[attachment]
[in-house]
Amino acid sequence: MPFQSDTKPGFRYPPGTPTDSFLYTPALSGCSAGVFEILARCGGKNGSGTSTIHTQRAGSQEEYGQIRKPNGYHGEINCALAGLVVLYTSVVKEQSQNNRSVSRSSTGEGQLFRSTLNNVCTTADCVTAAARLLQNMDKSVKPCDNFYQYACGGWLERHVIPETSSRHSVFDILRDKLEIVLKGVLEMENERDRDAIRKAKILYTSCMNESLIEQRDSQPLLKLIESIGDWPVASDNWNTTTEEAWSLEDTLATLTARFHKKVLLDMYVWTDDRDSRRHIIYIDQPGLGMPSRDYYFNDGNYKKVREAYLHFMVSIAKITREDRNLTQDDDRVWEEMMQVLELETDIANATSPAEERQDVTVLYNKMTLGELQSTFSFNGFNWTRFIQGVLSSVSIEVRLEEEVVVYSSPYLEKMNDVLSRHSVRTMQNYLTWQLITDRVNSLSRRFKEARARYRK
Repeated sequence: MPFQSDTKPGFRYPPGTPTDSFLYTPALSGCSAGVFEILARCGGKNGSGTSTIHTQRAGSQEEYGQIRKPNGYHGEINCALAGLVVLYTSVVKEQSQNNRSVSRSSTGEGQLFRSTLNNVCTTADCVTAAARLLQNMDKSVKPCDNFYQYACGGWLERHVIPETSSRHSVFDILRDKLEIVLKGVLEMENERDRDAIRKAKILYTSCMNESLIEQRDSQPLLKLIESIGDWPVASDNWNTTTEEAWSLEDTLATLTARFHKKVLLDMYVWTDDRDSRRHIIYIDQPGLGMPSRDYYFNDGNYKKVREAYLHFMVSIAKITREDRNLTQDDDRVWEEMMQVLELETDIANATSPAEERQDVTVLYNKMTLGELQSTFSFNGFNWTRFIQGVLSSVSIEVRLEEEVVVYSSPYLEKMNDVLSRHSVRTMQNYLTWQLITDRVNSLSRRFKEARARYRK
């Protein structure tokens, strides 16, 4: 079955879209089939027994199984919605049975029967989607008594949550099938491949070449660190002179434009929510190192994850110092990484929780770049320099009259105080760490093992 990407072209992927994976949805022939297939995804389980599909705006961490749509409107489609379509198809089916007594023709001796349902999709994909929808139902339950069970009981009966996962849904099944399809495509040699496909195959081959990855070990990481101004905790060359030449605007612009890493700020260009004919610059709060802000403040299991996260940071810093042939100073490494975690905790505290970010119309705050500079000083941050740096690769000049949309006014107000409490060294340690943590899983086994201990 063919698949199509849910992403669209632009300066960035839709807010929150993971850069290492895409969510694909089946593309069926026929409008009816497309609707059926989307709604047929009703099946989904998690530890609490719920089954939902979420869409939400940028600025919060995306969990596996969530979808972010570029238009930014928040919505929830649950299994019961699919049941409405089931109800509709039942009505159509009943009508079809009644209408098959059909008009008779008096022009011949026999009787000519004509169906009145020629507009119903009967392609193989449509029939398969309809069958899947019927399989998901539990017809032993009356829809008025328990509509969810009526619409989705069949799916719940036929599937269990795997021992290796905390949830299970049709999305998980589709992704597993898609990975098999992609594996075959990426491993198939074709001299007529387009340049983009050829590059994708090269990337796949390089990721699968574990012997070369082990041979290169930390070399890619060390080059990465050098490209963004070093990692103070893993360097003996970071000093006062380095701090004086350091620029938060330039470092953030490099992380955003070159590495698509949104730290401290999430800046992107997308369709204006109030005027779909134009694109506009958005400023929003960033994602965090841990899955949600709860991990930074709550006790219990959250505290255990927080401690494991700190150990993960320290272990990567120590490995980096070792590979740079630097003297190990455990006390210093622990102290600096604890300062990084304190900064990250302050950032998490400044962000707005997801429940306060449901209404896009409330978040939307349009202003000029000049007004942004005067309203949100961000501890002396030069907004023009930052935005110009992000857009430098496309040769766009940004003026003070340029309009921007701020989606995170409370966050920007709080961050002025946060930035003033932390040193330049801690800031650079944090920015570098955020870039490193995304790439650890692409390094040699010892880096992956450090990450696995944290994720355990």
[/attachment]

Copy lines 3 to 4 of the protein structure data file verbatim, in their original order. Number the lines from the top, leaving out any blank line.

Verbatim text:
Repeated sequence: MPFQSDTKPGFRYPPGTPTDSFLYTPALSGCSAGVFEILARCGGKNGSGTSTIHTQRAGSQEEYGQIRKPNGYHGEINCALAGLVVLYTSVVKEQSQNNRSVSRSSTGEGQLFRSTLNNVCTTADCVTAAARLLQNMDKSVKPCDNFYQYACGGWLERHVIPETSSRHSVFDILRDKLEIVLKGVLEMENERDRDAIRKAKILYTSCMNESLIEQRDSQPLLKLIESIGDWPVASDNWNTTTEEAWSLEDTLATLTARFHKKVLLDMYVWTDDRDSRRHIIYIDQPGLGMPSRDYYFNDGNYKKVREAYLHFMVSIAKITREDRNLTQDDDRVWEEMMQVLELETDIANATSPAEERQDVTVLYNKMTLGELQSTFSFNGFNWTRFIQGVLSSVSIEVRLEEEVVVYSSPYLEKMNDVLSRHSVRTMQNYLTWQLITDRVNSLSRRFKEARARYRK
């Protein structure tokens, strides 16, 4: 079955879209089939027994199984919605049975029967989607008594949550099938491949070449660190002179434009929510190192994850110092990484929780770049320099009259105080760490093992 990407072209992927994976949805022939297939995804389980599909705006961490749509409107489609379509198809089916007594023709001796349902999709994909929808139902339950069970009981009966996962849904099944399809495509040699496909195959081959990855070990990481101004905790060359030449605007612009890493700020260009004919610059709060802000403040299991996260940071810093042939100073490494975690905790505290970010119309705050500079000083941050740096690769000049949309006014107000409490060294340690943590899983086994201990 063919698949199509849910992403669209632009300066960035839709807010929150993971850069290492895409969510694909089946593309069926026929409008009816497309609707059926989307709604047929009703099946989904998690530890609490719920089954939902979420869409939400940028600025919060995306969990596996969530979808972010570029238009930014928040919505929830649950299994019961699919049941409405089931109800509709039942009505159509009943009508079809009644209408098959059909008009008779008096022009011949026999009787000519004509169906009145020629507009119903009967392609193989449509029939398969309809069958899947019927399989998901539990017809032993009356829809008025328990509509969810009526619409989705069949799916719940036929599937269990795997021992290796905390949830299970049709999305998980589709992704597993898609990975098999992609594996075959990426491993198939074709001299007529387009340049983009050829590059994708090269990337796949390089990721699968574990012997070369082990041979290169930390070399890619060390080059990465050098490209963004070093990692103070893993360097003996970071000093006062380095701090004086350091620029938060330039470092953030490099992380955003070159590495698509949104730290401290999430800046992107997308369709204006109030005027779909134009694109506009958005400023929003960033994602965090841990899955949600709860991990930074709550006790219990959250505290255990927080401690494991700190150990993960320290272990990567120590490995980096070792590979740079630097003297190990455990006390210093622990102290600096604890300062990084304190900064990250302050950032998490400044962000707005997801429940306060449901209404896009409330978040939307349009202003000029000049007004942004005067309203949100961000501890002396030069907004023009930052935005110009992000857009430098496309040769766009940004003026003070340029309009921007701020989606995170409370966050920007709080961050002025946060930035003033932390040193330049801690800031650079944090920015570098955020870039490193995304790439650890692409390094040699010892880096992956450090990450696995944290994720355990």